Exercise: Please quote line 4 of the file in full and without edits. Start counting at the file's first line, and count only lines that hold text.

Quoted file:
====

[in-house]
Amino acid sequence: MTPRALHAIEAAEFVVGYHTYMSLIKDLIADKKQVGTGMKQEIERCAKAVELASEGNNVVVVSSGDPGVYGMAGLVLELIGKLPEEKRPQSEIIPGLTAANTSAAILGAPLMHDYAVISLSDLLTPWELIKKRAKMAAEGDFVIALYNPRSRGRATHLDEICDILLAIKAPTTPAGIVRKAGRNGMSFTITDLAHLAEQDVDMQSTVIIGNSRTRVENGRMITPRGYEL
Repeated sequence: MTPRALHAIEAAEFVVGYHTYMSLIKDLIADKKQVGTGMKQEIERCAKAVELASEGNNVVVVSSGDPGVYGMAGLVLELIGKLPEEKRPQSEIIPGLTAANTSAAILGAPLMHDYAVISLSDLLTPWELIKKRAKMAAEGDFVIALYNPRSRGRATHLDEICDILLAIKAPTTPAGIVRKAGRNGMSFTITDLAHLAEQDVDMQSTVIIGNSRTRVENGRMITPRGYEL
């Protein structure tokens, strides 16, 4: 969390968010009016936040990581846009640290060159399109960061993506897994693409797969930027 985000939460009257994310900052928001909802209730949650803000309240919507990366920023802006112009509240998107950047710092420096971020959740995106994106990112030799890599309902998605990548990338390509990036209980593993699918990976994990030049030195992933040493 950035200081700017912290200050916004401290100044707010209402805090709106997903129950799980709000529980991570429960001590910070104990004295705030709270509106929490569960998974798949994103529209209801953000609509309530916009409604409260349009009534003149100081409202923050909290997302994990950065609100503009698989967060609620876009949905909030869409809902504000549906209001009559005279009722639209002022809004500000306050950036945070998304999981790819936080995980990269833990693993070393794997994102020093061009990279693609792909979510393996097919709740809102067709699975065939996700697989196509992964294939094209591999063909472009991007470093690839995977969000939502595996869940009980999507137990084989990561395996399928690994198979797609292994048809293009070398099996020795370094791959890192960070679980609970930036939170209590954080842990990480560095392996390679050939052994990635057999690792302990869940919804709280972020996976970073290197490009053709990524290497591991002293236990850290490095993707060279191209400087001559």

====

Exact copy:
């Protein structure tokens, strides 16, 4: 969390968010009016936040990581846009640290060159399109960061993506897994693409797969930027 985000939460009257994310900052928001909802209730949650803000309240919507990366920023802006112009509240998107950047710092420096971020959740995106994106990112030799890599309902998605990548990338390509990036209980593993699918990976994990030049030195992933040493 950035200081700017912290200050916004401290100044707010209402805090709106997903129950799980709000529980991570429960001590910070104990004295705030709270509106929490569960998974798949994103529209209801953000609509309530916009409604409260349009009534003149100081409202923050909290997302994990950065609100503009698989967060609620876009949905909030869409809902504000549906209001009559005279009722639209002022809004500000306050950036945070998304999981790819936080995980990269833990693993070393794997994102020093061009990279693609792909979510393996097919709740809102067709699975065939996700697989196509992964294939094209591999063909472009991007470093690839995977969000939502595996869940009980999507137990084989990561395996399928690994198979797609292994048809293009070398099996020795370094791959890192960070679980609970930036939170209590954080842990990480560095392996390679050939052994990635057999690792302990869940919804709280972020996976970073290197490009053709990524290497591991002293236990850290490095993707060279191209400087001559």